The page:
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March 15, 2013
NO. 5 SOUTH CAROLINA (15-2, 0-0 SEC) at MISSOURI (5-7)
When: 7 p.m. today, 3 p.m. Saturday, 2 p.m. Sunday
Where: Taylor Stadium, Columbia, Mo.
Tickets: Available at the box office
Probable starting pitchers: South Carolina -- RHP Evan Beal (today, 1-0, 0.00 ERA); LHP Nolan Belcher (Saturday, 3-1, 1.63); RHP Colby Holmes (Sunday, 1-1, 4.22). Missouri - LHP Rob Zastryzny (today, 1-2, 4.58); RHP Brett Graves (Saturday, 0-1, 3.24); TBA (Sunday)
Notes: Each team begins SEC play. Missouri welcomes a team that has played for the past three national championships for its inaugural SEC series. The Tigers are 72-78-1 against current SEC teams in their history, although they have never played USC. The Gamecocks are traveling without Jordan Montgomery and Ahmad Christian, but Tanner English is on the trip and expected to play at least two games. Mizzou shortstop Dillon Everett is also back from injury, as a broken hand in the Tigers' opener sidelined him. LB Dantzler hit two home runs and drove in six in his last game. The weather is expected to be fine for the weekend after Missouri recently had to cancel several games due to snow.
Next up: USC plays at The Citadel at 7 p.m. on Tuesday.
Fifth-ranked South Carolina is right where it was expected to be, although the road to get there was anything but expected.
Most predicted the Gamecocks to be around 15-2 at this point, figuring they'd lose a couple of games because nobody goes undefeated, but that they would look as strong as ever heading into SEC play. Even when USC struggled early, the same problems as 2012 surfacing (the Gamecocks couldn't hit), its defense and pitching were so good and often overwhelming that it didn't matter.
But even though the competition hasn't been lights-out, USC has gotten stronger without having some of its greatest strengths. Even with ace pitcher Jordan Montgomery sidelined, weekend starter Colby Holmes struggling, center fielder Tanner English falling to pieces and backup outfielder Ahmad Christian still laid up with a bad back, the Gamecocks have improved.
Their pitching threw five shutouts in eight games. They're hitting .305 as a team and averaging seven runs a game, with five starters (including English), batting at least .304. They're fielding .978 after a few games that showcased the yips.
In short, they look every bit the part of the team that has played in three straight national championship series. Heading into the real season, SEC play, they couldn't be feeling much better, even with key pieces of the team banged up.
"The whole year, we knew we had it in us," said the red-hot LB Dantzler, hitting .429 and tied for fourth in the SEC with 23 RBIs. "We got off to a slow start and maybe had some nerves. I think it's great going into SEC play that we're hitting this well, and I hope we can keep it going."
Now to keep it going. If the Gamecocks can get through the SEC season like they normally do, they can only stand to benefit when Montgomery returns and English is back to 100 percent. It's the next 10 weekends that will truly define how good USC is, and what kind of platform it will have to stand on once the postseason rolls around.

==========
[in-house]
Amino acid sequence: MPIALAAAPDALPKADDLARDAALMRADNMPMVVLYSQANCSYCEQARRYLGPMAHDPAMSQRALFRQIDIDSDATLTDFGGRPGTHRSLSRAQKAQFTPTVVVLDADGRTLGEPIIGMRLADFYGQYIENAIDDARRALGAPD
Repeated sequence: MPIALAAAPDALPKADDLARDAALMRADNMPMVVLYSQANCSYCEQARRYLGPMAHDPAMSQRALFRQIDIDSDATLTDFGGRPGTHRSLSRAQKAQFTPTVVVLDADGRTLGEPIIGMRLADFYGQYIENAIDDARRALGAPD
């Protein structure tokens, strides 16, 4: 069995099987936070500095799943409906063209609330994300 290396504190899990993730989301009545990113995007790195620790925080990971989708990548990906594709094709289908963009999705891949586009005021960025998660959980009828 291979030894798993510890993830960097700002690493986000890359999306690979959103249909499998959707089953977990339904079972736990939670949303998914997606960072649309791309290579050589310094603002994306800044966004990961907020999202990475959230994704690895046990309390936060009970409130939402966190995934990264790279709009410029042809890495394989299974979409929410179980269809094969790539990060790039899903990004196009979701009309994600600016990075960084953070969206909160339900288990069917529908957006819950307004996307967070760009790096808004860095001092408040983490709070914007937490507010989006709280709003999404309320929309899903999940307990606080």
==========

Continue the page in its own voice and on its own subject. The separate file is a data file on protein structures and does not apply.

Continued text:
"SEC play, each game is a 470-yard par-4," coach Chad Holbrook said. "It's just a war. It could go either way. You've got to play well, and we've played well. Last year, we started 1-5 and everybody thought the world was ending, and we finished up OK."
USC won its second straight SEC East championship last season, finishing 17-6 after starting 1-5. The Gamecocks were only a half-game from the regular-season title as well.
This year, they start with SEC newcomer Missouri, at its place. The Tigers are a mere 5-7, having to cancel several games due to snow, but are 5-1 after starting 0-6. The Gamecocks figure they're paying their penance by having to open on the road against an unfamiliar team, since they get the next two series at home.
Holbrook won't be drastically changing his style just for conference play. He'll go with what got him here.
"It's not a different sport," he said. "Just because we're going into SEC play, we're not changing the game that we've been currently playing."
That means more pressure on the pitchers from the base-runners, more being aggressive at the plate and the same-old, same-old from pitching and defense. The base-running mistakes have been neutralized lately due to the power surge from Dantzler and Joey Pankake (10 combined homers), but Holbrook still wants it to be fluid. That's why he yanked Graham Saiko in the first inning during a recent game when Saiko was picked off.
The pitching without Montgomery has been good, but not as good. Holmes has been troublesome lately, and has moved to the Sunday spot. Evan Beal, who threw a terrific game last week, has been upgraded to Fridays and Nolan Belcher, who has thrown well but extended himself a lot over the past two weeks, is on Saturday.
USC got several pitchers a few innings of work this week, anticipating some use at Mizzou in middle relief. The Gamecocks don't want to get into the habit of going to closer Tyler Webb in every seventh inning.
It's all been working well, but now comes the real test(s). There are no easy weekends in the league, and Holbrook knows that. Now is the time for his team to settle in and play the brand of baseball it wants to play in June.
"We've played 17 games," Holbrook said, "and we've played well for the most part."
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